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Water, sanitation, hygiene and a healthier future.

With the support of donors including Jackie Maxted, the Department of Foreign Affairs and Trade and Habitat for Humanity supporters, we recently completed our water, sanitation and hygiene program in Mon State, Myanmar.

The overall objective of the water, sanitation and hygiene program was to increase access to safe water and sanitation facilities, and improve knowledge and practices on hygiene in 14 communities in Mon State.

The project was a great success benefiting 6,331 individuals. Below are some of the key achievements:

  • The project aimed to improve hygiene and sanitation through improving the capacity of community groups and through educating community volunteers who share health education messages. This has empowered community members and enhanced capacity.
  • The project has resulted in a decline in the occurrence of diarrhea-related diseases in the community through access to safe drinking water, easy access of water, improved sanitation from hygienic toilet use and the practice of hand-washing after defecation among community members and school children. One community member shared, “Diarrhea was common in the village before. Now, no diarrhea.”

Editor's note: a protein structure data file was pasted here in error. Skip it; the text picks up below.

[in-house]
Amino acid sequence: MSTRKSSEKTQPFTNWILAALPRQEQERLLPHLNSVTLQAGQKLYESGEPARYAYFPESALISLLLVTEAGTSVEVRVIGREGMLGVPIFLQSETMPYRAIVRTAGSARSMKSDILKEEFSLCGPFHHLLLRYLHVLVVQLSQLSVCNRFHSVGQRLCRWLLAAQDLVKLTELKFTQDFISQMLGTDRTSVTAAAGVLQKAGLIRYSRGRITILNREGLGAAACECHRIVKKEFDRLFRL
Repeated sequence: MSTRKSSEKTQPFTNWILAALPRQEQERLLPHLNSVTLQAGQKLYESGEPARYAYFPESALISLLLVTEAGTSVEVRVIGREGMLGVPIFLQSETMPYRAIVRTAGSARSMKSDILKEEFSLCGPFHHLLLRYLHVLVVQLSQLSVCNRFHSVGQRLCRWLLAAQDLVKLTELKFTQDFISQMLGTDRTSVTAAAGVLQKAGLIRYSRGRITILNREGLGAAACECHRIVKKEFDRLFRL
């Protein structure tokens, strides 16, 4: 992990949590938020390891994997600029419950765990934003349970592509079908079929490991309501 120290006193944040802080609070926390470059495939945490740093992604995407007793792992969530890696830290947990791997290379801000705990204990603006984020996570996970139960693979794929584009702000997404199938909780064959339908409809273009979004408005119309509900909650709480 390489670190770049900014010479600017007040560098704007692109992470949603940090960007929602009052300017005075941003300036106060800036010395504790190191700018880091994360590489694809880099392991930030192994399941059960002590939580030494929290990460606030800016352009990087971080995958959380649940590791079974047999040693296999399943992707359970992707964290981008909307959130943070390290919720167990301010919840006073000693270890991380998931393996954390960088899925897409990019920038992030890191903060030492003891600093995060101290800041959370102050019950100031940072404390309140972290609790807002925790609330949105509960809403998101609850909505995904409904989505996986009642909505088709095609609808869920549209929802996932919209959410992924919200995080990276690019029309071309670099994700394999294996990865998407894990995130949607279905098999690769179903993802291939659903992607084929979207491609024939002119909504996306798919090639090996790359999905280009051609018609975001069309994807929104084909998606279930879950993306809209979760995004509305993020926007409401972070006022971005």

• The newly sketched maps of the communities revealed that the project has increased the ownership of toilets. Of 146 households surveyed, 86.3% had a private toilet at their house, and 95% were improved pit toilet.
  • There have been some positive unexpected consequences from the implementation of the project. Qualitative information revealed that community members considered the ownership of a toilet and a private dug well as a symbol of improved living standard.
  • Community volunteers received training on water, sanitation and hygiene and shared their knowledge to others in the community. They played a major role in organising community members to attend health education sessions and distributing materials around sanitation, water treatment, water storage and rainwater collection.
  • The proportions of those practicing boiling water and using clay pot filters saw a marked increase after the project. There was also a reduction of those using less non-effective water filtering methods and those who did not practice any methods to purify water.
  • Hand washing has improved in the community. One community member said, “Now, even children use toilet. School teachers taught them how to use it. They wash hands after toilet.”

What does all this mean? The result of improved access to safe water and sanitation facilities along with enhanced knowledge around hygiene practices means healthier, stronger communities that can sustain themselves. By empowering communities and building capacity families can play an active role in changing their future for the better and sharing this knowledge with others.


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Our work in Myanmar
Healthy habits, brighter futures

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